Starting your own business comes with a significant amount of responsibility, but there is a way to avoid some liability a business may bring. Incorporation can be advantageous for many business owners, but understanding what that means for you and your company is crucial before deciding how to proceed.
Incorporation V Sole Proprietorship
There is a substantial difference between an incorporated business and a sole proprietorship. If you start a sole proprietorship, you and your business will be treated the same from a legal perspective. One primary concern for many entrepreneurs is the level of exposure they face in this type of company structure. Operating as a sole proprietor means you may be held personally liable for business debts and lawsuits.
The process of incorporation provides protection to business owners by keeping their personal finances and assets separate from that of the company. Incorporating a business protects the owner from personal liability for business issues and provides greater flexibility when handling excess profits. Incorporation also offers many other advantages.
The Benefits of Incorporation
The process of incorporating a business is more complex than that of a sole proprietorship, but a little more time and effort spent in the beginning can be beneficial in the long term.
Incorporation allows you to avoid liability and protect your personal assets and finances. Corporations must be structured and managed in a way that aligns with certain formalities and legal requirements, but this is what enables owners to maintain their personal protection.
A new business often has to work extra hard to establish itself as a credible source in its industry. Earning the public’s trust is no easy task, but incorporated status can lend automatic credibility to a business. Potential clients and customers often see a corporation or LLC as a highly professional and respectable entity.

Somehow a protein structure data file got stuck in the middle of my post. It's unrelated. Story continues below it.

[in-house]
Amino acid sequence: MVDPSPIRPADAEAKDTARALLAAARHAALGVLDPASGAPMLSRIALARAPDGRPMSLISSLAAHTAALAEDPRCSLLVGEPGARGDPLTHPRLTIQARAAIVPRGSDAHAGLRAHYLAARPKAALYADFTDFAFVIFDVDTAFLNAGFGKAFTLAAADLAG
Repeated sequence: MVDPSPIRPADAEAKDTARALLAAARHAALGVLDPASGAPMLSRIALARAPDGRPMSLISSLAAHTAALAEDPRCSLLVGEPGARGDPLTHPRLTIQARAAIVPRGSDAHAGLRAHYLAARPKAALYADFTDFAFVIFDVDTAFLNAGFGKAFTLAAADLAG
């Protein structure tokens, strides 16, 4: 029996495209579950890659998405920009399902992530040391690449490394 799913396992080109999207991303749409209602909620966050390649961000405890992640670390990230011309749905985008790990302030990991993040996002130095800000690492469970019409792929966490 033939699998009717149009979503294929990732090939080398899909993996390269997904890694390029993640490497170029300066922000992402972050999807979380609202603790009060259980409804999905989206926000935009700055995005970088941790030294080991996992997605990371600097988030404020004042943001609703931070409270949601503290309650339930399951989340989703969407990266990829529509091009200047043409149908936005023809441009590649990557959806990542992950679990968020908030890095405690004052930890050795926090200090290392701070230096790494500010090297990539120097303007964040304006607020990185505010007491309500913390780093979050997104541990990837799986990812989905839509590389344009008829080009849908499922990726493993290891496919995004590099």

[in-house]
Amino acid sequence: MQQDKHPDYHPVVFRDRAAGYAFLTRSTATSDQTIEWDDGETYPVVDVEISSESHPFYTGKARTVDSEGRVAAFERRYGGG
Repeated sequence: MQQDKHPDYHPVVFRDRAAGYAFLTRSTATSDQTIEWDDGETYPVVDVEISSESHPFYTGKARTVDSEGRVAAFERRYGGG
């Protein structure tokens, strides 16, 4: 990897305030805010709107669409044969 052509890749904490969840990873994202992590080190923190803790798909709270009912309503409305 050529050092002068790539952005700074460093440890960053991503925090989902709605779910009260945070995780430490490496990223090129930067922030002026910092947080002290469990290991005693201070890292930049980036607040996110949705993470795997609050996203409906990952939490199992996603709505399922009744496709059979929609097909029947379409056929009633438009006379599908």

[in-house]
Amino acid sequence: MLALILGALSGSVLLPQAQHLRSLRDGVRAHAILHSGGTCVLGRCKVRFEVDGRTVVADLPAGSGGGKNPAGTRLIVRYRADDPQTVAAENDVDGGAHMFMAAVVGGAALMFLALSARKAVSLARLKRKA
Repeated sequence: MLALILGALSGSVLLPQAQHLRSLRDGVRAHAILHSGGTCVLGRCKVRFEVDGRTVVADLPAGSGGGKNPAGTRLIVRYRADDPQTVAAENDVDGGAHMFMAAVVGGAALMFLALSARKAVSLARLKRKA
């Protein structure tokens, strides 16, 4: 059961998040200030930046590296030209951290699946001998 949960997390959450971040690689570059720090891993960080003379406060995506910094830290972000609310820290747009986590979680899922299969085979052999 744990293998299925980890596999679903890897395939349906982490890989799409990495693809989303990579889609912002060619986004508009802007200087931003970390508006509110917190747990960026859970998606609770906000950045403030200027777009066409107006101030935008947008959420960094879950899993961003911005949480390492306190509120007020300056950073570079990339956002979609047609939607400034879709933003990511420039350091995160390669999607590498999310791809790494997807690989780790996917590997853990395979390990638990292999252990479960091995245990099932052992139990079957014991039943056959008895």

When you operate a partnership, LLC, or corporation, it can be easier to obtain funding from lenders than it would be for an individual running a sole proprietorship. This is because banks prefer to lend money to incorporated entities, as their credibility is often higher than their unincorporated counterparts.
Boundaries and Roles
The process of incorporating a business requires owners to flesh out the roles and responsibilities of all the key players in the company. When you start your business as a corporation or LLC, you will need to establish the company’s structure, which allows everyone to understand the business’s goals, vision, and operation from the get-go.
Many people believe that a drawback to incorporation is the requirement to pay taxes on both individual income and at the corporate level. However, this is not always the case. Double taxation is not required of S corporations or LLCs.
Even small businesses should consider the option to incorporate, but it’s understandable if yet another series of complex processes may be a deterrent for some entrepreneurs. At The Document People, we know that starting and running a business is a monumental endeavor. That’s why we offer our clients guidance and assistance with the paperwork and processes of incorporating a business. For a free consultation, call us at 760-754-9059, or email us at email@example.com.